Barton didn’t care much for toeing that line, but he understood that the line needed to be toed somewhere. He marked the spot with personal civility. Barton wasn’t one who went out of his way to antagonize his political foes. He made up for it by humorously antagonizing his friends, who could be on any side of a political divide. One day, when Donn Brooks said he wanted Barton to write his obituary, Bob told him he would have to die first.
You almost never saw Barton in a coat and tie, and you absolutely never saw him in a fancy car. He sometimes confused city ways for arrogance and rural ways for humility because he was a rural man, through and through, and a Southerner, through and through, and rural Southerners are good at disguising their arrogance by playing dumb and smiling when they are angry. Barton never played dumb, but he did smile when he was angry, and you knew you really got under him when he showed you that smile.
It wasn’t the real Bob Barton smile, the smile that went with those endless, loud, rambling, foggy descriptions of his life and times, his hopes and dreams, those lectures that were always so instructive and entertaining — until you tried to get a word in edgewise. That was the smile you saw when his side won politically, or when the paper hit some good stories, or when he talked a little bit about baseball, or when he was just happy for someone else.
For all of Barton’s conflicts, his value to the newspaper, for his institutional knowledge alone, cannot be over-stated. He knew everything about Hays County from the very beginning of history. If you had a question and an hour, Bob was the man to see. Even by the time I met him, he had already forgotten more about Hays County than anyone else will ever know. There have been editors at his newspaper who tried to ignore him, if for no other reason than there simply isn’t time. They sold his newspaper short.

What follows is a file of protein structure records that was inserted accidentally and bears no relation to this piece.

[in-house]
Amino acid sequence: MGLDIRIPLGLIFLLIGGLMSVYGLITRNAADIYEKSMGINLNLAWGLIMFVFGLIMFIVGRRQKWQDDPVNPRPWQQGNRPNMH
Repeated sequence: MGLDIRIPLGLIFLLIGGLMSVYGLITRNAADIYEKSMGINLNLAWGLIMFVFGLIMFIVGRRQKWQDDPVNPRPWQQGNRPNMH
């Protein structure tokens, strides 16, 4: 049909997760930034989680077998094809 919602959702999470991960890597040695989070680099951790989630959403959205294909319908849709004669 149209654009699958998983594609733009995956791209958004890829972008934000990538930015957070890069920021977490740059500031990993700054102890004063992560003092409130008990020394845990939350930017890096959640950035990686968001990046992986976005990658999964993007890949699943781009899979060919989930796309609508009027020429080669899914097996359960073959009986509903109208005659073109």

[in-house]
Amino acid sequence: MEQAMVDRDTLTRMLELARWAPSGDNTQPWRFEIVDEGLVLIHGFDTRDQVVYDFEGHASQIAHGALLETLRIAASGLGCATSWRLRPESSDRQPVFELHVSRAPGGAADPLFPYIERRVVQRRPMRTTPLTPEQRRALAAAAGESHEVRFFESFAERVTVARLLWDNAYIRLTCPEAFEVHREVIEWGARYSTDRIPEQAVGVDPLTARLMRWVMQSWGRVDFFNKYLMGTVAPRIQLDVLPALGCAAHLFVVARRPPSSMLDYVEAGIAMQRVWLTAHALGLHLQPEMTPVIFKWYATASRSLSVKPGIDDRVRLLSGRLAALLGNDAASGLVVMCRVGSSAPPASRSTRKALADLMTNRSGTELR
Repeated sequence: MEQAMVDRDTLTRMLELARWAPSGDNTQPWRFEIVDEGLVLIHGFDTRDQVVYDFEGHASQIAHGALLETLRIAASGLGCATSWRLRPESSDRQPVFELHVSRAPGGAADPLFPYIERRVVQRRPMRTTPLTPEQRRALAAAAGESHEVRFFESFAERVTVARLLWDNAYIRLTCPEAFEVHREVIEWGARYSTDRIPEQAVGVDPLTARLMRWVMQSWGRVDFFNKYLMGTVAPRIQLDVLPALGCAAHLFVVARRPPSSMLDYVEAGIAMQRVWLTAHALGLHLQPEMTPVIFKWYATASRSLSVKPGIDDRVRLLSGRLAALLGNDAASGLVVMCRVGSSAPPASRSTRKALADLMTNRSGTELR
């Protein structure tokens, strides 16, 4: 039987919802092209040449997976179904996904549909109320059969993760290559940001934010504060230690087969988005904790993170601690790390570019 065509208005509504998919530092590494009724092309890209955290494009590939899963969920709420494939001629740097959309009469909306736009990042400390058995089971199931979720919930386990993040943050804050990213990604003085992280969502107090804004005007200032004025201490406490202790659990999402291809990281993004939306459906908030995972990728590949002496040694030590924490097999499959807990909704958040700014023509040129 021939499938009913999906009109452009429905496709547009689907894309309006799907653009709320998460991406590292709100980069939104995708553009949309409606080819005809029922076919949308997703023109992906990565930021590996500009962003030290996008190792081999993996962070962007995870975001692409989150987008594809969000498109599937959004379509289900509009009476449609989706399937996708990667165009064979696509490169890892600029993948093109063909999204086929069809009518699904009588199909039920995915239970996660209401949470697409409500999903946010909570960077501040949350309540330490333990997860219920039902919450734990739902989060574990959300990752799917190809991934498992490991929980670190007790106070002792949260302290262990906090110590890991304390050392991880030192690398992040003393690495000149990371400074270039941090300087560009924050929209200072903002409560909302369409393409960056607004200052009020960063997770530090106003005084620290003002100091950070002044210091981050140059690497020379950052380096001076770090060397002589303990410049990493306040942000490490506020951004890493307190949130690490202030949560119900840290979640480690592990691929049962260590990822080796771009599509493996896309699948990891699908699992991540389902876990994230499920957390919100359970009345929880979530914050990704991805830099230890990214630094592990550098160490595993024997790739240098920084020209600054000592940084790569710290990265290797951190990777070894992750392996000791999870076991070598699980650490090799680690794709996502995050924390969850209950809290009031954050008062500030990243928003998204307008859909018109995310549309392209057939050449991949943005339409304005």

Most of all, Barton did deathless service to the communities of Buda and Kyle just by putting out a newspaper that tried to give these towns a serious sense of what they are and what they face, and he did this at considerable personal expense. The Free Press bled money for decades. Not until very early in 21st century did it ever turn any kind of a profit.
There would still be a Buda, and a Kyle, if there were never a Bob Barton, but they wouldn’t be as civil as they are, and they wouldn’t know themselves (or each other) as well as they do. Not long ago, on his way to Odessa Permian, Blake Feldt raved about the decency of the Hays community during his two years coaching football at Hays High School. The decency and inclusiveness of those communities, Buda and Kyle, is unmistakable. Venture not very far, just a few miles in any direction, and that decency disappears.
More than any other man or woman, Bob Barton set that tone of decency, with his newspapers, with his passion for fairness, just by walking among us and showing us how civic life is done when it’s done right. The bane of our political life today is the decline of decency and civility, the lack of respect for the legitimacy of the opposition. Even at the local level, it seems that no one can run for office anymore, or prevail in any kind of conflict, without seeking the complete moral annihilation of his opponent. Bob Barton never sought any other human being’s annihilation, moral or otherwise. He merely wanted to defeat their policies, then argue with them some more.
We already didn’t have enough of him. Barton was a good sport who respected the varieties of possible human experience even when he did not understand them. Whether he understood them or not didn’t matter one bit to Bob Barton. These people have rights.
What’s next? Remembering Bob Barton. That’s all we’ve got. Name a school after him, name a major street for him, build a statue of him — all of that is fine, and all of it together doesn’t recapture what we have lost. Our best bet is fairness and generosity in political discourse, concern for the least well off among us and respect for the dignity of the rest. Remember Bob Barton.
Bill Peterson co-founded the San Marcos Mercury with Brad Rollins in 2008. He edited The Free Press from 2001-2005, The Hays Highway from 2005-2008, the Mercury in 2008 and San Marcos Local News from 2009-2011.
COVER: Bob Barton examines one of his newspapers in this undated photograph. HAYS FREE PRESS PHOTO.Email | Print